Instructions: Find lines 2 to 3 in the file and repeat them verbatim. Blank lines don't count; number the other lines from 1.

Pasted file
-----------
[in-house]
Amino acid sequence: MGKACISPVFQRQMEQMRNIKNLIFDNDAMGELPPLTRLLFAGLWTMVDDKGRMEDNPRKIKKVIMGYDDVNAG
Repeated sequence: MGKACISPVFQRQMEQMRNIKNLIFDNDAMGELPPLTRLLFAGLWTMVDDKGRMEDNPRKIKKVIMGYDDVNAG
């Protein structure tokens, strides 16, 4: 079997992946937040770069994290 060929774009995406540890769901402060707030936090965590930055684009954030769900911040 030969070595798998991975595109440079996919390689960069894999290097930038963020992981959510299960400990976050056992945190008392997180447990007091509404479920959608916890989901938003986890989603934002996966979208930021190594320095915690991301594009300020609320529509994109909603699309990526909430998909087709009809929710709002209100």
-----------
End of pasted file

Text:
Amino acid sequence: MGKACISPVFQRQMEQMRNIKNLIFDNDAMGELPPLTRLLFAGLWTMVDDKGRMEDNPRKIKKVIMGYDDVNAG
Repeated sequence: MGKACISPVFQRQMEQMRNIKNLIFDNDAMGELPPLTRLLFAGLWTMVDDKGRMEDNPRKIKKVIMGYDDVNAG